A detailed characterization of nanostructured thin zirconium oxide films formed during aqueous corrosion of a nuclear-grade zirconium alloy (Zircaloy-4) has been carried out by means of two novel, ultra-high-spatial-resolution grain mapping techniques, namely automated crystal orientation mapping in the transmission electron microscope (TEM) and transmission electron backscatter diffraction (t-EBSD). While the former provided excellent spatial resolution with the ability to identify tetragonal ZrO2 grains as small as ∼5 nm, the superior angular resolution and unambiguous indexing with t-EBSD enabled verification of the TEM observations. Both techniques revealed that in a stress-free condition (TEM foil prepared by focused ion beam milling), the oxide consists mainly of well-oriented columnar monoclinic grains with a high fraction of transformation twin boundaries, which indicates that the transformation from tetragonal to monoclinic ZrO2 is a continuous process, and that a significant fraction of the columnar grains transformed from stress-stabilized tetragonal grains with (0 0 1) planes parallel to the metal-oxide interface. The TEM analysis also revealed a small fraction of size-stabilized, equiaxed tetragonal grains throughout the oxide. Those grains were found to show significant misalignment from the expected (0 0 1) growth direction, which explains the limited growth of those grains. The observations are discussed in the context of providing new insights into corrosion mechanisms of zirconium alloys, which is of particular importance for improving service life of fuel assemblies used in water-cooled reactors.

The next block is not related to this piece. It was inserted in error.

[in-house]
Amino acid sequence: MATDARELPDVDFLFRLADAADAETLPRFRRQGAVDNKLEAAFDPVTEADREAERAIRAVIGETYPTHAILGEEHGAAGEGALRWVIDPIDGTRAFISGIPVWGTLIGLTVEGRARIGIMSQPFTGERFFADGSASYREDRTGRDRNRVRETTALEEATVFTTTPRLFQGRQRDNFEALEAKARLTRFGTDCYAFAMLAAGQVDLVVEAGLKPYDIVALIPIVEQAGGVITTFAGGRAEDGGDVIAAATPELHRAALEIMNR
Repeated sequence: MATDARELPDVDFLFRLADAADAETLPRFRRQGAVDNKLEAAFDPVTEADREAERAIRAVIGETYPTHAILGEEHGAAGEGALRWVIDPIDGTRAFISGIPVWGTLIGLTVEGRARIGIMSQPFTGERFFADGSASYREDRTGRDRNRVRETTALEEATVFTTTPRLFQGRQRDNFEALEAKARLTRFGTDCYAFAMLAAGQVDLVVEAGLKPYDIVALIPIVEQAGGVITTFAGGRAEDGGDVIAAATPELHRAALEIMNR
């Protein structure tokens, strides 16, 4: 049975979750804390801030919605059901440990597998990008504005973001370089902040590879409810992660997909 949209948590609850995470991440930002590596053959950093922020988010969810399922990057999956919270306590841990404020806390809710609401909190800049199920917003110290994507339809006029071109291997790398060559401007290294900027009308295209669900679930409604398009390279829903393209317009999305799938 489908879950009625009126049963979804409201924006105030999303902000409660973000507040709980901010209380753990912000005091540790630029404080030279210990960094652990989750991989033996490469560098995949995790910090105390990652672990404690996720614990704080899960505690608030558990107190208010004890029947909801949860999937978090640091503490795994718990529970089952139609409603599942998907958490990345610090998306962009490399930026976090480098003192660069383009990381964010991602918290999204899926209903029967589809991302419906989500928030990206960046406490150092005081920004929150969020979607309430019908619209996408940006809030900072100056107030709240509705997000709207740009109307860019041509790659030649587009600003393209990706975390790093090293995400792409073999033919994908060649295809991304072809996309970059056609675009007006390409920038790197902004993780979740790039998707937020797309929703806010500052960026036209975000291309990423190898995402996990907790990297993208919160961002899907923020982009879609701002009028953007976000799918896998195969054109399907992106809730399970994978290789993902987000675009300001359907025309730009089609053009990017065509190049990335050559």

- Zirconium oxide